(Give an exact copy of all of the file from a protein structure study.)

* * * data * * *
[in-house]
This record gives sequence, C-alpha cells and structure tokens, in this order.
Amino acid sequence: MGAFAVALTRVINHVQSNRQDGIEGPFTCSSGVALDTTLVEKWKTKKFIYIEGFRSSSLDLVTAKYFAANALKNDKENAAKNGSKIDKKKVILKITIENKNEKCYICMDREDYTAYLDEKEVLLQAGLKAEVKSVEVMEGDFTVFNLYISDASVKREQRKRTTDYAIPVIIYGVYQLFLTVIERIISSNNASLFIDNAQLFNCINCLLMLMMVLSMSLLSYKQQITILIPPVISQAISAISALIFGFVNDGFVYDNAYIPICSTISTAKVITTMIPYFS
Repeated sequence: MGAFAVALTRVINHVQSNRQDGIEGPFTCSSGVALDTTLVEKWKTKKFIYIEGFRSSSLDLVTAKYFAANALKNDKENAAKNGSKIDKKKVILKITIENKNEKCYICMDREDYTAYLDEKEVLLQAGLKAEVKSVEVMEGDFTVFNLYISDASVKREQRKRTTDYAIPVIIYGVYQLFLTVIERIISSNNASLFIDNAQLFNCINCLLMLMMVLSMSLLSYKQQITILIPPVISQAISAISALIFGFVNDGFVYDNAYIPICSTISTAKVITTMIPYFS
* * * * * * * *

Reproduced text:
[in-house]
This record gives sequence, C-alpha cells and structure tokens, in this order.
Amino acid sequence: MGAFAVALTRVINHVQSNRQDGIEGPFTCSSGVALDTTLVEKWKTKKFIYIEGFRSSSLDLVTAKYFAANALKNDKENAAKNGSKIDKKKVILKITIENKNEKCYICMDREDYTAYLDEKEVLLQAGLKAEVKSVEVMEGDFTVFNLYISDASVKREQRKRTTDYAIPVIIYGVYQLFLTVIERIISSNNASLFIDNAQLFNCINCLLMLMMVLSMSLLSYKQQITILIPPVISQAISAISALIFGFVNDGFVYDNAYIPICSTISTAKVITTMIPYFS
Repeated sequence: MGAFAVALTRVINHVQSNRQDGIEGPFTCSSGVALDTTLVEKWKTKKFIYIEGFRSSSLDLVTAKYFAANALKNDKENAAKNGSKIDKKKVILKITIENKNEKCYICMDREDYTAYLDEKEVLLQAGLKAEVKSVEVMEGDFTVFNLYISDASVKREQRKRTTDYAIPVIIYGVYQLFLTVIERIISSNNASLFIDNAQLFNCINCLLMLMMVLSMSLLSYKQQITILIPPVISQAISAISALIFGFVNDGFVYDNAYIPICSTISTAKVITTMIPYFS